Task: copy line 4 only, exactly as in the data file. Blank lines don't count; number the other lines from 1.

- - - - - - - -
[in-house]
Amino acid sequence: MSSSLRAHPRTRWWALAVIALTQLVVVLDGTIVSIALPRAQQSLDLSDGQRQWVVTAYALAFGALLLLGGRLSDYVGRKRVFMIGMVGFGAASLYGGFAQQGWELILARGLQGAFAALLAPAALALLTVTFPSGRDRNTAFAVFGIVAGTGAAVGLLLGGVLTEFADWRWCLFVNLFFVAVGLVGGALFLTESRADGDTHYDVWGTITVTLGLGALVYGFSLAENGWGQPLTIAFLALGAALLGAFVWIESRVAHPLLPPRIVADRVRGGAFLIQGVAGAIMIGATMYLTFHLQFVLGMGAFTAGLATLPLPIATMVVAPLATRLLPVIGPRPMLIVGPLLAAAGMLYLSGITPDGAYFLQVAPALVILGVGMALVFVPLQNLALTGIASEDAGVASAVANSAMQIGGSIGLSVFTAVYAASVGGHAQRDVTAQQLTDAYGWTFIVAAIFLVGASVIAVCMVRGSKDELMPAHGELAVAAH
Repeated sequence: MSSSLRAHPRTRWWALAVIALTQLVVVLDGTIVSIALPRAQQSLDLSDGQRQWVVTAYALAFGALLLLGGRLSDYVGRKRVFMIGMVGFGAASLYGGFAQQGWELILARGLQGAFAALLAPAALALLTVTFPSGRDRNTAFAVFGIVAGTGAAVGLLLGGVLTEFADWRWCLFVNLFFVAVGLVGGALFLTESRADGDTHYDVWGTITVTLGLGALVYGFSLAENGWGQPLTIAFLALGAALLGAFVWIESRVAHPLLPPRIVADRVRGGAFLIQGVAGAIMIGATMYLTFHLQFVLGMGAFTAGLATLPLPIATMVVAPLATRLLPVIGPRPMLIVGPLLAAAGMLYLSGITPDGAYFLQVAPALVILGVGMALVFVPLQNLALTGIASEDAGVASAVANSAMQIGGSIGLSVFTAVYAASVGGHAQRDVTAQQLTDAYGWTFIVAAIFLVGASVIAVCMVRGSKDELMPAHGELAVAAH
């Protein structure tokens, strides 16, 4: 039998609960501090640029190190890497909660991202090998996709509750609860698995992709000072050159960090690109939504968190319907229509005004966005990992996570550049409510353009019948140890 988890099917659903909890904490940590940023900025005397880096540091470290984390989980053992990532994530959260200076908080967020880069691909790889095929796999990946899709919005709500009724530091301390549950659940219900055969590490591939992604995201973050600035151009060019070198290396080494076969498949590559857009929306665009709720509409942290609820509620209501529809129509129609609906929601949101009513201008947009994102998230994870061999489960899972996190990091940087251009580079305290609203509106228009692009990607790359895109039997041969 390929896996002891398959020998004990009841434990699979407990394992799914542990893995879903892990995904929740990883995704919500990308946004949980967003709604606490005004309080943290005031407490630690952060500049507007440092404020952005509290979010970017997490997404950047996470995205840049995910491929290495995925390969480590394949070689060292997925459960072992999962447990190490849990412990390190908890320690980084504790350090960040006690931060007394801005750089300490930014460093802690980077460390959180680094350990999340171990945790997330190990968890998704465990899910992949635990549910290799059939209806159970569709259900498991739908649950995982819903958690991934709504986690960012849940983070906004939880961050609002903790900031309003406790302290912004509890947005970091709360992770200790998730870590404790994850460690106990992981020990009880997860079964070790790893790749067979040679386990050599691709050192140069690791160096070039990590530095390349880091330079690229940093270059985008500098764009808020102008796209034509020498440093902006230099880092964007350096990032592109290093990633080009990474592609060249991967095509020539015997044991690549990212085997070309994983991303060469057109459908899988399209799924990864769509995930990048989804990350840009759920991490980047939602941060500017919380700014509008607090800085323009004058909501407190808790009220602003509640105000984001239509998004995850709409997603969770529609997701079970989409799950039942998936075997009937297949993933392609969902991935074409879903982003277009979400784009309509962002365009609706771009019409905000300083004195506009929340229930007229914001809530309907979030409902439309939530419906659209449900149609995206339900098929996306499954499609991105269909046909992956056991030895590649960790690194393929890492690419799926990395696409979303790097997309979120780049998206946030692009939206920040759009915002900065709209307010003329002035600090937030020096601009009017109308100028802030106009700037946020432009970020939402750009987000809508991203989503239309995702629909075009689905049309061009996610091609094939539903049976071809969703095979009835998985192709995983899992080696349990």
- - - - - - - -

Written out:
């Protein structure tokens, strides 16, 4: 039998609960501090640029190190890497909660991202090998996709509750609860698995992709000072050159960090690109939504968190319907229509005004966005990992996570550049409510353009019948140890 988890099917659903909890904490940590940023900025005397880096540091470290984390989980053992990532994530959260200076908080967020880069691909790889095929796999990946899709919005709500009724530091301390549950659940219900055969590490591939992604995201973050600035151009060019070198290396080494076969498949590559857009929306665009709720509409942290609820509620209501529809129509129609609906929601949101009513201008947009994102998230994870061999489960899972996190990091940087251009580079305290609203509106228009692009990607790359895109039997041969 390929896996002891398959020998004990009841434990699979407990394992799914542990893995879903892990995904929740990883995704919500990308946004949980967003709604606490005004309080943290005031407490630690952060500049507007440092404020952005509290979010970017997490997404950047996470995205840049995910491929290495995925390969480590394949070689060292997925459960072992999962447990190490849990412990390190908890320690980084504790350090960040006690931060007394801005750089300490930014460093802690980077460390959180680094350990999340171990945790997330190990968890998704465990899910992949635990549910290799059939209806159970569709259900498991739908649950995982819903958690991934709504986690960012849940983070906004939880961050609002903790900031309003406790302290912004509890947005970091709360992770200790998730870590404790994850460690106990992981020990009880997860079964070790790893790749067979040679386990050599691709050192140069690791160096070039990590530095390349880091330079690229940093270059985008500098764009808020102008796209034509020498440093902006230099880092964007350096990032592109290093990633080009990474592609060249991967095509020539015997044991690549990212085997070309994983991303060469057109459908899988399209799924990864769509995930990048989804990350840009759920991490980047939602941060500017919380700014509008607090800085323009004058909501407190808790009220602003509640105000984001239509998004995850709409997603969770529609997701079970989409799950039942998936075997009937297949993933392609969902991935074409879903982003277009979400784009309509962002365009609706771009019409905000300083004195506009929340229930007229914001809530309907979030409902439309939530419906659209449900149609995206339900098929996306499954499609991105269909046909992956056991030895590649960790690194393929890492690419799926990395696409979303790097997309979120780049998206946030692009939206920040759009915002900065709209307010003329002035600090937030020096601009009017109308100028802030106009700037946020432009970020939402750009987000809508991203989503239309995702629909075009689905049309061009996610091609094939539903049976071809969703095979009835998985192709995983899992080696349990």